The surfaces 232 of the side walls 228, which define the passageway 216, are substantially vertical though uniformly downwardly slanting outward. Sidewalls 228 uniformly terminate in a bottom surface 230 which defines an elongated oval orifice 234 marking the bottom end of passageway 216 through the body 200. This occurs at approximately 2/3 of the way down from the total height of the sides 204 of the body.
Sidewalls 228 form the structural part of the body 200 for receiving, in close fitting manner, the raised oval structure 108 of the base 100 when body and base are assembled together. Since the substantially vertical side walls 228 are outwardly slanting, they, thus, define the passageway 216 as an extended oval shape, in the plane of the body, with continuously decreasing dimension in the direction from the bottom surface 230 of side walls 228 to the top surface 202 of the body. This facilitates engagement of the oval base structure 108 therewith. When assembled, the base and body fit together such that the top surface 132 of the oval base structure 108 is, preferably, flush with the top surface 202 of the body.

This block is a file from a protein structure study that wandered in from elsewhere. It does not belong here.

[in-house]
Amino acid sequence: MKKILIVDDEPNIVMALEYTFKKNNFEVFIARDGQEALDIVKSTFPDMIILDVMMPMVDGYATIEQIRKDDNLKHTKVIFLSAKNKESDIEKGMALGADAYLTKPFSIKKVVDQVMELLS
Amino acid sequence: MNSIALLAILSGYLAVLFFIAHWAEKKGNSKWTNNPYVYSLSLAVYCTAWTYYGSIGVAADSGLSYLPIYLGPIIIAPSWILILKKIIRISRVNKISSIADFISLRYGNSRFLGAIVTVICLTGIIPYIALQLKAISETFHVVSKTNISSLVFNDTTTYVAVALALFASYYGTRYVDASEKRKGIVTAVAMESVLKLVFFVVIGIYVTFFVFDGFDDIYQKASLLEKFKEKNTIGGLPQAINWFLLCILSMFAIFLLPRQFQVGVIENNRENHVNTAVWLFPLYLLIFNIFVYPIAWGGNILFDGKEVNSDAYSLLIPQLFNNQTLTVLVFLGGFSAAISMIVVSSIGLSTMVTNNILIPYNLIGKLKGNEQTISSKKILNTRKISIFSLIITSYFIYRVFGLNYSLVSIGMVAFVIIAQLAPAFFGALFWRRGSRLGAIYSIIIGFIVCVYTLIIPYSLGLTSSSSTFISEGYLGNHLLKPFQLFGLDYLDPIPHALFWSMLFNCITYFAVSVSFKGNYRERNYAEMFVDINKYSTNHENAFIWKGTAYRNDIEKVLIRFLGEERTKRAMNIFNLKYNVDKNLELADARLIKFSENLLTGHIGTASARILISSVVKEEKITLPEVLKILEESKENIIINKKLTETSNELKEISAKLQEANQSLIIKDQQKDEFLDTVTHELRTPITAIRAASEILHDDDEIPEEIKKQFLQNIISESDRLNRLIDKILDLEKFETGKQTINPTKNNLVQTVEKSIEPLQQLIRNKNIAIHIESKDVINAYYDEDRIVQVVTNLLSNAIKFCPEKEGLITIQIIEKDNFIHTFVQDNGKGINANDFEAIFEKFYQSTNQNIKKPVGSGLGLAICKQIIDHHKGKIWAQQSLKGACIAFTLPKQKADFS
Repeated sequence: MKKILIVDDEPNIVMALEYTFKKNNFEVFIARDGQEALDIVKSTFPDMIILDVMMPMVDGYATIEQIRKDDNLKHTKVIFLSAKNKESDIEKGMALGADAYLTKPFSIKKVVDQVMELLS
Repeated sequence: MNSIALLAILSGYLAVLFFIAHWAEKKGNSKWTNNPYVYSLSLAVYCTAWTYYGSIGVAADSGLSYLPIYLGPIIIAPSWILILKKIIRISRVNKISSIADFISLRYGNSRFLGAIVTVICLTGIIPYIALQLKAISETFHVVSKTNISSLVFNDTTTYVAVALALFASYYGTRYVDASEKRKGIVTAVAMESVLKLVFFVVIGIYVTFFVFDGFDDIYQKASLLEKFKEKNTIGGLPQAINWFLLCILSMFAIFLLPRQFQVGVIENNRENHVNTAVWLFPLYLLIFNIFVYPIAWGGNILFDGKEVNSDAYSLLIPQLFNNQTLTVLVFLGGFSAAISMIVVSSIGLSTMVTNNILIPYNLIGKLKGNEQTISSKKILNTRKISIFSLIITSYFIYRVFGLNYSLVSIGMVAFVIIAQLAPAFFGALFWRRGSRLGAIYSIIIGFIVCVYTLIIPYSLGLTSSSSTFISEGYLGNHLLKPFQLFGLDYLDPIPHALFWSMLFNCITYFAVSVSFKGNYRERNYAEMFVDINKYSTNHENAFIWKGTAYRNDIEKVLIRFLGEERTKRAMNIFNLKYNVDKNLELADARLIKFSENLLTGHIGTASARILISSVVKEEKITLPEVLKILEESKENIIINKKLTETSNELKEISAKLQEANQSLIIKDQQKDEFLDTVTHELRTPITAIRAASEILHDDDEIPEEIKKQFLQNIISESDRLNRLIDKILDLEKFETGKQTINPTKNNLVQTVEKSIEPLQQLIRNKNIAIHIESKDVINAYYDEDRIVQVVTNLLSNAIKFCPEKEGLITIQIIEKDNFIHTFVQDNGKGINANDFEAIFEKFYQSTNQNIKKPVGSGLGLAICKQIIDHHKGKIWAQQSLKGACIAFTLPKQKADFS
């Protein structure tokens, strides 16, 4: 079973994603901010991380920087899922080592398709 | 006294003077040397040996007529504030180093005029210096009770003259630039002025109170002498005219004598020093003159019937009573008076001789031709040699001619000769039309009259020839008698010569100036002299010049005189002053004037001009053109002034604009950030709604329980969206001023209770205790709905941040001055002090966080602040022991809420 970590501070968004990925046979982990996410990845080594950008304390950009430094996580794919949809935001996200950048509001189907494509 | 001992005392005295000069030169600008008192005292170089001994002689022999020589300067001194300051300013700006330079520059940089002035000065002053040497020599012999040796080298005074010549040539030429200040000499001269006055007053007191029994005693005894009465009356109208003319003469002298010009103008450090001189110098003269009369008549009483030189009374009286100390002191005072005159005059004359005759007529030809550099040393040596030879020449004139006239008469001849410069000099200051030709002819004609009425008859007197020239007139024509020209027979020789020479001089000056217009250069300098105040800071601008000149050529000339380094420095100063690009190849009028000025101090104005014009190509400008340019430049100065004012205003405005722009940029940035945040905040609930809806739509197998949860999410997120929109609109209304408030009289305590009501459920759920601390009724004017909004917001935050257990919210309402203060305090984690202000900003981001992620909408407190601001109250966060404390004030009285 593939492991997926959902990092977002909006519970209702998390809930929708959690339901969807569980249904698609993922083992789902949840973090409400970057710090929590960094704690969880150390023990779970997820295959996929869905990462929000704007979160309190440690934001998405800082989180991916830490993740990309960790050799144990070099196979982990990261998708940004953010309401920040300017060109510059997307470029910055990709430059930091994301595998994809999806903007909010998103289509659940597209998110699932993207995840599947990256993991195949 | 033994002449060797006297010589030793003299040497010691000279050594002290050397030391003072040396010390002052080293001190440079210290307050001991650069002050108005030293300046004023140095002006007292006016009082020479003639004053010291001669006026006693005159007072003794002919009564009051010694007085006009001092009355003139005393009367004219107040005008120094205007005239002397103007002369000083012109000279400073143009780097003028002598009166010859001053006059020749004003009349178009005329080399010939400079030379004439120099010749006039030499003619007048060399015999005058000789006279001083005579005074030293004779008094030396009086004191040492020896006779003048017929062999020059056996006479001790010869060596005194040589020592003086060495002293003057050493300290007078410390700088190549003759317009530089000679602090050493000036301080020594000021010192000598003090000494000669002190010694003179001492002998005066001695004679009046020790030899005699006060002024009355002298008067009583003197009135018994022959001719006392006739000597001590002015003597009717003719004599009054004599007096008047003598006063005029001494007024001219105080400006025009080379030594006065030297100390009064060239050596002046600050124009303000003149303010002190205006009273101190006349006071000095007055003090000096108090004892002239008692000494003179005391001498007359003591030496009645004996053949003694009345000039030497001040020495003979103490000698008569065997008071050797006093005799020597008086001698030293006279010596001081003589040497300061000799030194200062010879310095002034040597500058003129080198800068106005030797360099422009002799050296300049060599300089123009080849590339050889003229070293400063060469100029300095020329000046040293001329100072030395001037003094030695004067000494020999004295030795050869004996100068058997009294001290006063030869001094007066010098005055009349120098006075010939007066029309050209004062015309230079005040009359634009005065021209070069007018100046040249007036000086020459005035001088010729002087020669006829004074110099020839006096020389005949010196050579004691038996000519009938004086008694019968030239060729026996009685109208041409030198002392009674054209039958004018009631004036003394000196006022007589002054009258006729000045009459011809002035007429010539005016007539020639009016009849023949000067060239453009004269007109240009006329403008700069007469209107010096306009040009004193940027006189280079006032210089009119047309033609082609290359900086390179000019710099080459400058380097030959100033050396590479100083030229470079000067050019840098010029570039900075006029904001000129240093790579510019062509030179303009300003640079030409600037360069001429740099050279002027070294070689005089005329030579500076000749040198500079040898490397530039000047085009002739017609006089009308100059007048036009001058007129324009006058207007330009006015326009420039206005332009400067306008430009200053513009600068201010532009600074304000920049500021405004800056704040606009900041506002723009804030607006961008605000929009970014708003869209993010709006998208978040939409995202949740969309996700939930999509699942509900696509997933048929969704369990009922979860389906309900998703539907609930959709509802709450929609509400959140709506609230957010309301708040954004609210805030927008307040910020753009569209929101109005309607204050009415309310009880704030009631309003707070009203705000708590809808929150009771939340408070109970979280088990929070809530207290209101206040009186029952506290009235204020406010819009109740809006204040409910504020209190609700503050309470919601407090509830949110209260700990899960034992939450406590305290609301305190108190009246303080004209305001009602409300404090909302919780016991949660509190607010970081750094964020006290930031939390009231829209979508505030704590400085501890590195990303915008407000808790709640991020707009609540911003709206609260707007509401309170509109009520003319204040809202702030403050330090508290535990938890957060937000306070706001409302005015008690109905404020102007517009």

Molded-in ramp structures 236 are provided on the surfaces 232 of the side walls 228 in passageway 216. Each is positioned to engage the upper part of a corresponding one of the drainage openings 140 in the walls of base oval structure 108 when properly assembled. Ramps 236 have a rectangularly-shaped horizontal flat, upper surface 238 and a major flat side surface 240 that begins at a line slightly below upper surface 238 and continuously declines inwardly to eventually merge with the surface 232 of side wall 228. Ramps 236 are arranged and dimensioned side-to-side to snugly fit in the drainage openings 140 with the upper surface 236 eventually engaging the top of the latter in a snap-on locking manner.
The extended oval-tube-shaped, snap-on arrangement of the body to the base replaces the usual tongue or tab arrangements of prior art devices. The elongated oval yields easily when desired, but stays solidly locked when it is not desired that it be taken apart. This reliable, yet easily removable, design is very resistant to breakage, especially when compared to the tongue and pin arrangements now employed in prior art devices.